Lewis: Representation in Mind and Language 2020 Conference
Country: United Kingdom
Abstr. due: 30.11.2019
Dates: 30.03.20 — 01.04.20
Organizing comittee e-mail: LewisRepresentation@gmail.com
Organizers: School of Philosophy, Religion and History of Science, University of Leeds
Over the course of about three decades and more than a dozen separate works, David Lewis developed a unique—and uniquely sophisticated—theory of mental and linguistic representation.
Starting from a relatively simple base of purely physical facts about an agent, Lewis tells us how to derive that agent’s beliefs and desires. With our knowledge of the beliefs and desires of a community we can then derive what conventions they follow. This affords us access to the meanings of sentences in their language, and in turn the meanings of the words from which those sentences are composed. The result, if it works, is a more or less complete picture of how meaning and intentionality fit into the natural world.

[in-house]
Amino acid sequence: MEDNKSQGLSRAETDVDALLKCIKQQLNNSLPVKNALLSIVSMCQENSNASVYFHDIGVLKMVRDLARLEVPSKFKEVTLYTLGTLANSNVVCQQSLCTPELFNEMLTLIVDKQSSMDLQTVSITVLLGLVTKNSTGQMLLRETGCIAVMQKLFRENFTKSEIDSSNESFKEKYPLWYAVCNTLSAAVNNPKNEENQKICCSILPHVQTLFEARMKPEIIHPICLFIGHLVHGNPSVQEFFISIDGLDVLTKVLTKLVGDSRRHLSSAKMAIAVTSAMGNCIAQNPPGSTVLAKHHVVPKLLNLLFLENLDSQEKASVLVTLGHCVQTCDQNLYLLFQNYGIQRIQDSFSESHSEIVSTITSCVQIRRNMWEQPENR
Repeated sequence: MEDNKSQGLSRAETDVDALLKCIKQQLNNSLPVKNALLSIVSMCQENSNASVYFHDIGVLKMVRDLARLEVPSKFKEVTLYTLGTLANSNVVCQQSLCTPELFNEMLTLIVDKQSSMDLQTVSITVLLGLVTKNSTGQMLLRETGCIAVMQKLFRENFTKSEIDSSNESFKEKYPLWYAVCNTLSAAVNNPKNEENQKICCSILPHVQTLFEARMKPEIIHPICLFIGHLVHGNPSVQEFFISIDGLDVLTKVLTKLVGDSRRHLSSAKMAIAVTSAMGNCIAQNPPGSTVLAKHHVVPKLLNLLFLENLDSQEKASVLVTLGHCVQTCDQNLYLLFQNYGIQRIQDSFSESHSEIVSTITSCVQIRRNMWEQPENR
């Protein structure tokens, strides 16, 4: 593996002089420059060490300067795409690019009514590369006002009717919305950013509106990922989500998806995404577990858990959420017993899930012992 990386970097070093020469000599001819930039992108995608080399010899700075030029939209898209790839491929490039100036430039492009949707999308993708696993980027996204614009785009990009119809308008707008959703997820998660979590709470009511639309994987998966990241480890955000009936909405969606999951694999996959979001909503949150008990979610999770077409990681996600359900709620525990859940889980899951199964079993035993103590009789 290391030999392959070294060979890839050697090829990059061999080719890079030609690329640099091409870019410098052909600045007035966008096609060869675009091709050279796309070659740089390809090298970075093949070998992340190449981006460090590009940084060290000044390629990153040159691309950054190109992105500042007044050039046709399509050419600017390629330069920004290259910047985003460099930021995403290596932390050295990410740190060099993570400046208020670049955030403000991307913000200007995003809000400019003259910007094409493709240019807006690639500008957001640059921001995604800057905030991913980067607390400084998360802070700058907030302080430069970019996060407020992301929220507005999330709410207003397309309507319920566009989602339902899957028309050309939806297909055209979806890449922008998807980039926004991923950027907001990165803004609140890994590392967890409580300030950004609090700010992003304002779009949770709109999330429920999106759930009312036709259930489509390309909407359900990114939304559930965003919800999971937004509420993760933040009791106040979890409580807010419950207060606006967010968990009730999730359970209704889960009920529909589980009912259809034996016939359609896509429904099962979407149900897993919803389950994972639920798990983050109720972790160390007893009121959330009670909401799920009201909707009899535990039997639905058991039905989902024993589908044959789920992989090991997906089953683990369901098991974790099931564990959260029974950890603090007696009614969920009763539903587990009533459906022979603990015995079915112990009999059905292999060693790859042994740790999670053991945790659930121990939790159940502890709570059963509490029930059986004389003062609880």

The focus of this workshop will be on any aspect of Lewis’ theory of representation. Topics include, but are not limited to,
- Original problems with or objections to Lewis’ theory.
- Attempts to improve upon or address significant gaps in Lewis’ proposal (e.g., whether and how an agent’s ‘life history of evidence’ can be given a physicalist interpretation, or how to explain meaning without use).
- The role (or roles) that naturalness plays in Lewis’ theory, and/or the role that naturalness should play in that theory.
- Applications of Lewis’ theory to related philosophical issues (e.g., the meaning and ethics of derogatory terms; the relationship between consciousness and intentionality).
The current line up of speakers includes:
- Cian Dorr New York University
- Edward Elliott University of Leeds
- Anandi Hattiangadi Stockholm University
- Jessica Keiser University of Leeds
- Daniel Nolan University of Notre Dame
- Robbie Williams University of Leeds
Conference Web-Site: https://philevents.org/event/show/75350